To be human is to wrestle with our perception of an unfair suffering wherein we repeatedly ask, “Why?”. We ply our prayers with those three letters as tears stream and fists curl.
Some of the deepest sufferings known to humanity are pocked with those three letters as we desperately seek an answer to justify the jagged edges of our grief made manifest in guttural cries.
We aren’t alone in this.
Through the pages of Scripture, even the greatest heroes of the faith have wrestled with significant pain. Death of a beloved child (2 Samuel 12:16-17), infertility (1 Samuel 1:1-8), financial ruin (Job 1:12-17), and loss of health (Job 2:3-8), but all these common-to-humanity tragedies are far surpassed when the Father God gave His Son as a sacrifice on a cruel cross as payment for the sin of all of us. In one fell swoop, the Almighty suffered what He never wanted us to pass through: death apart from Him.
But Jesus did.
He suffered death, bearing the weight of every sin committed by every person from Hitler to Mother Teresa, to the human trafficker, to your pastor, to me, and you.
And He did it while being cut off from every good, kind aspect of Father God.
“My God, My God! Why have you abandoned Me?” (Matthew 27:46)
Every drop of God’s love was removed so only wrath remained and this was poured out on the sinless Christ. (2 Corinthians 5:21)
To pay for your sin and buy you back from the kingdom of sin and death that you might be transferred to the Kingdom of the Beloved Son, for that Beloved Son rose again, forever conquering death and the grave. (Colossians 1:13-14)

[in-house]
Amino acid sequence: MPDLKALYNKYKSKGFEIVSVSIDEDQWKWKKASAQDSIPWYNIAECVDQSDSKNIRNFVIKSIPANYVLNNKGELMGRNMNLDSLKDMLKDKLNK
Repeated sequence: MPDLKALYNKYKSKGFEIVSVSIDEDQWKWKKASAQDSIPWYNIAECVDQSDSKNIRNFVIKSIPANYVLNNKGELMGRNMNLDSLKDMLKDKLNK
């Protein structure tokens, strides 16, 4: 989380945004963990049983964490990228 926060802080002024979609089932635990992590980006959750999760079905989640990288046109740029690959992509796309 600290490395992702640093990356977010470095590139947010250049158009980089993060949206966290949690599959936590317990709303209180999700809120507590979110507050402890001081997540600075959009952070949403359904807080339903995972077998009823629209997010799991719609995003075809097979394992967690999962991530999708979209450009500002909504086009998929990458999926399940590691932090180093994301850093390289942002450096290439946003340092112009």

No more would sin win.
No more would death have the last word.
No more would tragedy of any kind be devoid of the Father’s goodness and love.
(1 Corinthians 15:23-28)
This abundance would be available to all people, of all nations, of all cities, villages, mansions, mud huts, or flats. (Revelation 5:9) The doorway to freedom, bought by the blood of Jesus, is repentance from sin that forgiveness may be applied to the whole of a sinner’s life, moving them from rebel to son or daughter. (Luke 24:46-47)
While this incredible truth doesn’t answer the why behind your tragedy, it does answer why we have hope. It’s why the sons of Korah could belt out their praise, “Therefore, we will not be afraid.”
Because of who God is,
and all He has done and promises He will yet do,
“Therefore, we will not be afraid.”
The song of love that makes sons and daughters of God fearless in the face of devastating disaster (1 John 4:18) is woven from generation to generation from Adam and Eve (Genesis 3:15) to Korah’s sons (Numbers 26:11), to Joseph reuniting with his father (Genesis 45:28), to Hannah’s baby boy (1 Samuel 1:27-28), to the exiles set free (Ezra 1:3-4), to prisoner Paul who sings of a freedom those who would take his life knew nothing about (Romans 8:36-39)
Korah’s sons, whose literal songs told a tale of radical redemption, had tasted and seen, with confidence, of the love of God. This was the same love and the same God who would not even spare His own Son in order to bring us Home to Him centuries later. (Romans 8:32) The same God who is right now, at the moment your eyes read this, interceding for you and working every tragedy for your good if you have set your love upon Him and repented of your sin. (Romans 8:28, 1 John 2:1)
Are you singing this freedom today?
Your tragedy is real.
Your pain cuts deeply.
But your God is for you.
Sing with Korah’s Sons,
“Therefore, we will not be afraid!”
Prayer is central to our ministry as believers in Jesus as we carry eachother’s burdens and intercede for one another. Our team is honored to share the work of praying alongside you!
Authentically living out a life of worship to the God who rescued us from darkness requires accountability and intentionality. Join a GT POD and take the next step in your faith journey!